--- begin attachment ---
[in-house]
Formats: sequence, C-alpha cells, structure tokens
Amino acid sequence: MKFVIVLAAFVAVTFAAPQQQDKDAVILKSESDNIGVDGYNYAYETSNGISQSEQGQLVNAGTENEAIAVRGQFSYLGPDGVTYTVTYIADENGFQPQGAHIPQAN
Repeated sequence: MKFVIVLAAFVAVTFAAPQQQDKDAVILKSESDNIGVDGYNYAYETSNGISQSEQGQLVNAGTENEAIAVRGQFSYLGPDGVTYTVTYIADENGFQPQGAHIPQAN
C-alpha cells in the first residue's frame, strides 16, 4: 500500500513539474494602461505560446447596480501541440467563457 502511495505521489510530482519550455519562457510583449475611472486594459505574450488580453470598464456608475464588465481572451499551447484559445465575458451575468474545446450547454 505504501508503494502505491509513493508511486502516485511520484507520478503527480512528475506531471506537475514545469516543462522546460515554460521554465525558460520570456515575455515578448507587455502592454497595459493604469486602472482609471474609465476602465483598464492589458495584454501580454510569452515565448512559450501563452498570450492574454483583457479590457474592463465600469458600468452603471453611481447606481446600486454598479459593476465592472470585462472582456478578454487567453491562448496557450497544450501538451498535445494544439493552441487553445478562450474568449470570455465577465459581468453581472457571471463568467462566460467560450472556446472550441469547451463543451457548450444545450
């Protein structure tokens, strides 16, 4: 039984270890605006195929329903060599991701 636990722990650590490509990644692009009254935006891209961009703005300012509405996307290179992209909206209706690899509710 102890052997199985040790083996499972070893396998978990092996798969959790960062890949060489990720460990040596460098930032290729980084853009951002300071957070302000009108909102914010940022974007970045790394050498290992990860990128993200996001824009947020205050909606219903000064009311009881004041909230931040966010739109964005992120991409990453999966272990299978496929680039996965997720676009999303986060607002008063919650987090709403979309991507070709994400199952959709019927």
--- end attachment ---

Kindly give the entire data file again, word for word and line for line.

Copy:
[in-house]
Formats: sequence, C-alpha cells, structure tokens
Amino acid sequence: MKFVIVLAAFVAVTFAAPQQQDKDAVILKSESDNIGVDGYNYAYETSNGISQSEQGQLVNAGTENEAIAVRGQFSYLGPDGVTYTVTYIADENGFQPQGAHIPQAN
Repeated sequence: MKFVIVLAAFVAVTFAAPQQQDKDAVILKSESDNIGVDGYNYAYETSNGISQSEQGQLVNAGTENEAIAVRGQFSYLGPDGVTYTVTYIADENGFQPQGAHIPQAN
C-alpha cells in the first residue's frame, strides 16, 4: 500500500513539474494602461505560446447596480501541440467563457 502511495505521489510530482519550455519562457510583449475611472486594459505574450488580453470598464456608475464588465481572451499551447484559445465575458451575468474545446450547454 505504501508503494502505491509513493508511486502516485511520484507520478503527480512528475506531471506537475514545469516543462522546460515554460521554465525558460520570456515575455515578448507587455502592454497595459493604469486602472482609471474609465476602465483598464492589458495584454501580454510569452515565448512559450501563452498570450492574454483583457479590457474592463465600469458600468452603471453611481447606481446600486454598479459593476465592472470585462472582456478578454487567453491562448496557450497544450501538451498535445494544439493552441487553445478562450474568449470570455465577465459581468453581472457571471463568467462566460467560450472556446472550441469547451463543451457548450444545450
């Protein structure tokens, strides 16, 4: 039984270890605006195929329903060599991701 636990722990650590490509990644692009009254935006891209961009703005300012509405996307290179992209909206209706690899509710 102890052997199985040790083996499972070893396998978990092996798969959790960062890949060489990720460990040596460098930032290729980084853009951002300071957070302000009108909102914010940022974007970045790394050498290992990860990128993200996001824009947020205050909606219903000064009311009881004041909230931040966010739109964005992120991409990453999966272990299978496929680039996965997720676009999303986060607002008063919650987090709403979309991507070709994400199952959709019927």